As you probably know, HTML stands for Hypertext Markup Language, the language used to create documents on the World Wide Web. It was developed during 1989 and 1990 by Tim Berners-Lee and Robert Cailliau while they were both working at CERN, the European particle physics laboratory. HTML is similar to the Standard Generalized Markup Language (SGML), which was standardized by the International Organization for Standardization in 1986. However, HTML is less complex than SGML and is much easier to learn.


The ‘HT’ part – hypertext
Hypertext – invented by Ted Nelson in the 1960s – is really a special type of database format in which individual documents can be linked to each other in any number of ways. The links between different documents are called hyperlinks – these are the embedded instructions within a document that link it to another document. On the Web, hyperlinks are typically indicated by blue text. When you click the blue text, you are brought to another related file or web page.

As its name implies, the World Wide Web is a single huge hypertext system in which an enormous amount of individual web pages are connected by an enormous number of hyperlinks. Of course, most web pages include other media elements besides text, such as graphics, animation, and audio, so the Web is more accurately described as a hypermedia system.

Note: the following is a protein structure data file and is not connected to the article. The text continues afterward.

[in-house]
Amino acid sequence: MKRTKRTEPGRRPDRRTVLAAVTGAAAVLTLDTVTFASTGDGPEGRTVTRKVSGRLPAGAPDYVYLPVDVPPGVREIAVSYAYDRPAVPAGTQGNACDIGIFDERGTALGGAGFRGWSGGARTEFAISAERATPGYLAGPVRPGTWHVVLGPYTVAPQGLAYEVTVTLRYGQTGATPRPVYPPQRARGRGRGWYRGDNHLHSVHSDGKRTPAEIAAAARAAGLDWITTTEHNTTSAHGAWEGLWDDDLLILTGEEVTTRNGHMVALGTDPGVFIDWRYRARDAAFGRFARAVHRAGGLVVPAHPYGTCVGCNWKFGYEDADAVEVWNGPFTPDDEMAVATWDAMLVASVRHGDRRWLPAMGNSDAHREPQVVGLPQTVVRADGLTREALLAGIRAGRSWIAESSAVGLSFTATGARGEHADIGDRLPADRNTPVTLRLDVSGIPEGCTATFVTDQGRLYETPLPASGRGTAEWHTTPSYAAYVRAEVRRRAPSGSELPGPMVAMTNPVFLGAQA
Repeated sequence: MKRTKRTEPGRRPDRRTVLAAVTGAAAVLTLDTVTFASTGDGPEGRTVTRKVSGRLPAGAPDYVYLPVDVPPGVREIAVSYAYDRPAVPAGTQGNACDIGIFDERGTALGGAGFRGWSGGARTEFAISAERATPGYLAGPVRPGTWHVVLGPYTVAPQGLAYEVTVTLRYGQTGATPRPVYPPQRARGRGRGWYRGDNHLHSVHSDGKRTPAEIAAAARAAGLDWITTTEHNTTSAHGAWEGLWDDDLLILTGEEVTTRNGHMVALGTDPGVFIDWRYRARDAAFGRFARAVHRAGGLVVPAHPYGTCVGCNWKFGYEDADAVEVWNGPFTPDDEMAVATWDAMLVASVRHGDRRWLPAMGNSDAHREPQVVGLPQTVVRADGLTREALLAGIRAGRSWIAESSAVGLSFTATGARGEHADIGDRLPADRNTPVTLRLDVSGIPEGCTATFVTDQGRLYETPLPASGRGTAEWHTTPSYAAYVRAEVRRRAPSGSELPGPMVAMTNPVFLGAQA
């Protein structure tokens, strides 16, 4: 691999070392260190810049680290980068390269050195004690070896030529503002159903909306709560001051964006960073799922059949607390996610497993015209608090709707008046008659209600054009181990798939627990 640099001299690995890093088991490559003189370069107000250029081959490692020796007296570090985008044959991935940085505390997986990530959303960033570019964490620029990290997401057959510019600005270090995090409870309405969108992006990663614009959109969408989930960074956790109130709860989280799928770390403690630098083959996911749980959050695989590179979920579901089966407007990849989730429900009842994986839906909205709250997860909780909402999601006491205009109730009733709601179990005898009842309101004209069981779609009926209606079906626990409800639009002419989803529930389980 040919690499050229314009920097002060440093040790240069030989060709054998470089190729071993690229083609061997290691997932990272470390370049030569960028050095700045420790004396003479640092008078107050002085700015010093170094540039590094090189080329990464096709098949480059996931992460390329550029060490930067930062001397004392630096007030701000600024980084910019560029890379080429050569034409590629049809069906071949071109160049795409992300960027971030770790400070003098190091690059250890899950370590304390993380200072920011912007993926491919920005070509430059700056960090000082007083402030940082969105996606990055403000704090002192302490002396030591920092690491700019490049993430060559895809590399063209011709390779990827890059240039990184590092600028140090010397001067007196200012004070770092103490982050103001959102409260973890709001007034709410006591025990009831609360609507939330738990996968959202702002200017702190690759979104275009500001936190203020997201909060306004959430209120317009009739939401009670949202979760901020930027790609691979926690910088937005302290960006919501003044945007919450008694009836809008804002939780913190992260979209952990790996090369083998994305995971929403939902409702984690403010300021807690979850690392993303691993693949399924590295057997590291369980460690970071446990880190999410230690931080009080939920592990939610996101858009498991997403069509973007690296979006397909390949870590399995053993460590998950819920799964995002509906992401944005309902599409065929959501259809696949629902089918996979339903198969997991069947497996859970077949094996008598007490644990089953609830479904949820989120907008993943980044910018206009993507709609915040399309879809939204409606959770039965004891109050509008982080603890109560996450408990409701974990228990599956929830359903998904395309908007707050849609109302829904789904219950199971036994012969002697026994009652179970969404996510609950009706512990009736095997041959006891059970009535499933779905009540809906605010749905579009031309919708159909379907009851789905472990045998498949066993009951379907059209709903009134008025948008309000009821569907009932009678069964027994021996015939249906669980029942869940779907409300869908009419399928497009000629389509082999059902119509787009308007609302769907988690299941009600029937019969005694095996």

The ‘M’ – markup
Markup refers to the characters or symbols that you place within a document to determine how the document will look when printed or displayed. Markup indicators can also give a document its logical structure.

In HTML, these indicators are usually called tags, which are the characters or words enclosed in angle brackets that you can see in any HTML document if you open it in your browser and select View – Source (Internet Explorer) – or View – Page Source (Netscape Navigator).

Opening tags mark the start of the tagged part of the document affected by the tag and have a pair of angle brackets <>, whereas closing tags, which mark the end of the tagged section, have a forward slash within a pair of angle brackets </>. Characters inside the brackets determine what the tag actually does. So, for example, these are the opening <b> and closing </b> bold tags. If you surround some text in an HTML document with the <b> and </b> tags, the text inside the tags will be displayed as bold if the document is opened by an HTML interpreter, such as a web browser. Other common tags include the opening <body> and closing </body> tags for marking the body of a document, the opening <ul> and closing </ul> tags for bulleted lists, and the opening <tr> and closing </tr> table row tags.

You can also add hyperlinks to your document by using the opening <a href = “URL”> and closing </a> tags, where URL is the address of the web page or resource that will be opened or called when the user clicks the link. In essence, HTML is the set of markup indicators, or tags, that you can insert into a file so that it can be displayed as a web page.